Housing can pose challenges for seniors

Although most Michigan seniors own their own homes, it would be a mistake to assume that is the end of senior housing problems.

Maintenance of the home, both physically and financially, presents a challenge that increases as the senior grows older. While most seniors prefer to remain in their homes among friends and in familiar surroundings, rather than move to an apartment or institutional setting, it is sometimes difficult for a senior to continue to support the home.

Both for homeowners and for renters, there is a range of options to allow seniors to live in an independent housing arrangement as long as possible.

The best single source of housing information for a senior is your Local Area Agency on Aging. They maintain up-to-date knowledge on a wide range of housing options and resources in your community.

Residential Living

Senior housing is an important issue, especially for older adults who need supervision or assistance with daily activities. Currently in Michigan, there are two licensed forms of residences: adult foster care homes and homes for the aged. Either of these settings may be called “assisted living.”

Lists of adult foster care homes and homes for the aged are available on the Department of Health and Human Services website: www.michigan.gov/mdhhs.

Unlicensed residential options exist and may also be called “assisted living.” Older adults are advised to read residential contracts carefully and to have a full understanding of costs and services before signing a contract. When choosing an assisted living environment, you should visit the home or facility, talk with residents and meet with the provider and administrative staff.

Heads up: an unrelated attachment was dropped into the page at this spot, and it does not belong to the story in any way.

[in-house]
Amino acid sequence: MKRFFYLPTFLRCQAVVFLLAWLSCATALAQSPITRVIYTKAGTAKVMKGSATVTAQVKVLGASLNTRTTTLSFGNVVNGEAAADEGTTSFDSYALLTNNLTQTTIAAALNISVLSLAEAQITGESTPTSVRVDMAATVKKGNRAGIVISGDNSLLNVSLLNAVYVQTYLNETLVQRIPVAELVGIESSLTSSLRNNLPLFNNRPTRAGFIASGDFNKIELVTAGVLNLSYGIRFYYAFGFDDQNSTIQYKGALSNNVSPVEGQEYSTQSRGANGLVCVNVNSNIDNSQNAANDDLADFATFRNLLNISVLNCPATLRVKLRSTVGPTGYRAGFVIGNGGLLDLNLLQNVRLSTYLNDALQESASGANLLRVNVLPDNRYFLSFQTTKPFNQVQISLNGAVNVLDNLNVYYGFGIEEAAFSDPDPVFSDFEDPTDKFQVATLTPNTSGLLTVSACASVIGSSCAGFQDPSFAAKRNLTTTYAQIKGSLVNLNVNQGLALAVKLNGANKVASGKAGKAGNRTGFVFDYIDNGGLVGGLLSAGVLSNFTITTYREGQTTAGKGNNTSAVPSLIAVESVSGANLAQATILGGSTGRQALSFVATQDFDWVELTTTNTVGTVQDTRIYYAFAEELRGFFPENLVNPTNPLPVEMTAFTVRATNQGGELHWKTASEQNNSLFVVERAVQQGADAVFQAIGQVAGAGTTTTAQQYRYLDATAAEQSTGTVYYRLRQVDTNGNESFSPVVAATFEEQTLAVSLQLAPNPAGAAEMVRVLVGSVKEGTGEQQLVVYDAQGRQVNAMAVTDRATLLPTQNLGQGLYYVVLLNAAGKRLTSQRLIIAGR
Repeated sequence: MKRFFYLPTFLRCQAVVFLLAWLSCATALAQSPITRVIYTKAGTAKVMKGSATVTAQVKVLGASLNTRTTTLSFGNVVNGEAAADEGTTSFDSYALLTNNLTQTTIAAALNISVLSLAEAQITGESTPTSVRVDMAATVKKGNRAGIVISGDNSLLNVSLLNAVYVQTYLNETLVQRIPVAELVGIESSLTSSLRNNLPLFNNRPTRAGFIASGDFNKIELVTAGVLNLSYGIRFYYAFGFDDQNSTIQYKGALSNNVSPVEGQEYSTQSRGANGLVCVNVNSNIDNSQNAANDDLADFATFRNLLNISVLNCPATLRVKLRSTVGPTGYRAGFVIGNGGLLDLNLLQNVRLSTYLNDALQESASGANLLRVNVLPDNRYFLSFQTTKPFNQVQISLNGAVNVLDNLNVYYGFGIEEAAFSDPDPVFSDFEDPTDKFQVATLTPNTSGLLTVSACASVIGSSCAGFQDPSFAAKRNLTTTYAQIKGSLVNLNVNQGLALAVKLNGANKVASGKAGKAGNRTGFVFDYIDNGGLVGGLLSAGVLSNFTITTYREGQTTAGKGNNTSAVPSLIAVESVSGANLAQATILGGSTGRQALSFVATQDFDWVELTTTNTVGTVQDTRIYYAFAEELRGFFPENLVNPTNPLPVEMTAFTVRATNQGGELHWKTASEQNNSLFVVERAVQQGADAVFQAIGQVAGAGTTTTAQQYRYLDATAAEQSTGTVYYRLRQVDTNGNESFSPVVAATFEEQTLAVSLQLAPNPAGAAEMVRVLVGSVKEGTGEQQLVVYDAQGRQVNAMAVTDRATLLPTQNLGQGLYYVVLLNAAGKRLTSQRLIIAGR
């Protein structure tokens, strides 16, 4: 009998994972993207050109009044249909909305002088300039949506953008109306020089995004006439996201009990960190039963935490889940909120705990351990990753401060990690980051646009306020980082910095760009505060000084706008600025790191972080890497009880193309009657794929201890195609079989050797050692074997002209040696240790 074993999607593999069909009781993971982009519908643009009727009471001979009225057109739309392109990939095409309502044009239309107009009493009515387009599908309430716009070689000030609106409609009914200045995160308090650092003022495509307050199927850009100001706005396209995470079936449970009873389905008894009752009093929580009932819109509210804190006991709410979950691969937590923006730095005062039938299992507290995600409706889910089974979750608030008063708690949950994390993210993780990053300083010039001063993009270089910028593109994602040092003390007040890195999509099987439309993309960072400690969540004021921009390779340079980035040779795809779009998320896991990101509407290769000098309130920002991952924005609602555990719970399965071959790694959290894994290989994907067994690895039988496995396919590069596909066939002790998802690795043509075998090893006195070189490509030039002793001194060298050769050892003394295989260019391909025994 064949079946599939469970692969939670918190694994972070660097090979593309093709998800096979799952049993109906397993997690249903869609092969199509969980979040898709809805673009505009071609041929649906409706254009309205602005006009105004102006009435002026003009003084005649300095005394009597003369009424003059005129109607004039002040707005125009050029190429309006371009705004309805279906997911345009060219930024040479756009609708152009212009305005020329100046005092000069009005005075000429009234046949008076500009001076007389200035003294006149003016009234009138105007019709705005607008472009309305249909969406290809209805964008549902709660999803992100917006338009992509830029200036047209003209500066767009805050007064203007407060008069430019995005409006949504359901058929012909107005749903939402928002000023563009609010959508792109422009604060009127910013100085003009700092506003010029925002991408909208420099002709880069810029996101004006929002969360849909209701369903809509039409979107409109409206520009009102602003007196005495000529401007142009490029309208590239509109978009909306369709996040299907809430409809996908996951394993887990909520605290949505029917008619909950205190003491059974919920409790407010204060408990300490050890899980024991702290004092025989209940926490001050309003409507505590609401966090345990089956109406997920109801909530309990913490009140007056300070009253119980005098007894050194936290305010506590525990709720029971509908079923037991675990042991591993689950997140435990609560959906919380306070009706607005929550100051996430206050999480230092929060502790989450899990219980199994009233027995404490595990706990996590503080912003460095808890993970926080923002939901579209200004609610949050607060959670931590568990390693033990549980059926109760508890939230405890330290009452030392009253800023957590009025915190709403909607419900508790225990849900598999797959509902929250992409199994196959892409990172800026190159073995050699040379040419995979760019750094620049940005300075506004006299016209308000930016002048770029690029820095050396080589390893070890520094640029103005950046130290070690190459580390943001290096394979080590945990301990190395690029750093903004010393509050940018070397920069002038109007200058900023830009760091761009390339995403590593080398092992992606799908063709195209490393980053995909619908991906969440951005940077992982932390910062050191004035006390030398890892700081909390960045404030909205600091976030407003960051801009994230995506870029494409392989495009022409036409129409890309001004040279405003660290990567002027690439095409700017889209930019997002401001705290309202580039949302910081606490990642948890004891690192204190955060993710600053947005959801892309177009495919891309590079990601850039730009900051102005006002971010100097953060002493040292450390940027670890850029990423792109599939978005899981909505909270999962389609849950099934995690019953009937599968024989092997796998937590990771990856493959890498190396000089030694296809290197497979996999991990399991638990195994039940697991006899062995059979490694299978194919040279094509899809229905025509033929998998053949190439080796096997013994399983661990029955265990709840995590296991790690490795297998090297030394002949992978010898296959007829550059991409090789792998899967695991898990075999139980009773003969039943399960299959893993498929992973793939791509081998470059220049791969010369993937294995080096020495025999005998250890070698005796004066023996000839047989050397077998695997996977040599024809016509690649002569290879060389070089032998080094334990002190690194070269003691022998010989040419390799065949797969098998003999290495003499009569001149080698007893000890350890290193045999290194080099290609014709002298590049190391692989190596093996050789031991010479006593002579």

Also, consider the neighborhood, surrounding property, the cost of care being provided to you, and make sure their services will provide you with quality care.

A few things to consider include:

≤ Decent, safe and sanitary living conditions.

≤ Nutritious meals.

≤ Access to meaningful daily activities.

Home Repair

To help with home repairs, loans and grant funds

are available from several sources. Your Local Area Agency on Aging may know of resources through the local unit of government or neighborhood organization, the community action agency, the Michigan State Housing Development Authority, the Department of Health and Human Services State Emergency Relief Program, and, in rural areas, the U.S. Department of Agriculture’s Rural Economic and Community Development Service.

Rental Lease

Michigan law allows low-income senior citizens to terminate rental agreements if they qualify and are offered the opportunity for subsidized senior housing.

Tenants who qualify must have occupied their rental unit for more than 13 months and must provide a 60-day written notice.

The law also applies to tenants who can no longer live independently. To be released from rental agreements under these circumstances, a notarized statement from a physician is necessary.

Living Transition Programs

Your local and county Area Agency on Aging has services available to assist you with the opportunity to explore a variety of living arrangements and coordinate your care and support services.

Service options available to you may depend on your income assets and whether you are currently on Medicaid or Medicaid eligible with a barrier to returning home.

For more information, contact:

≤ Michigan Department of Health and Human Services

Phone: 517-373-3740

Toll-Free: 855-275-6424

(855) ASK-MICH



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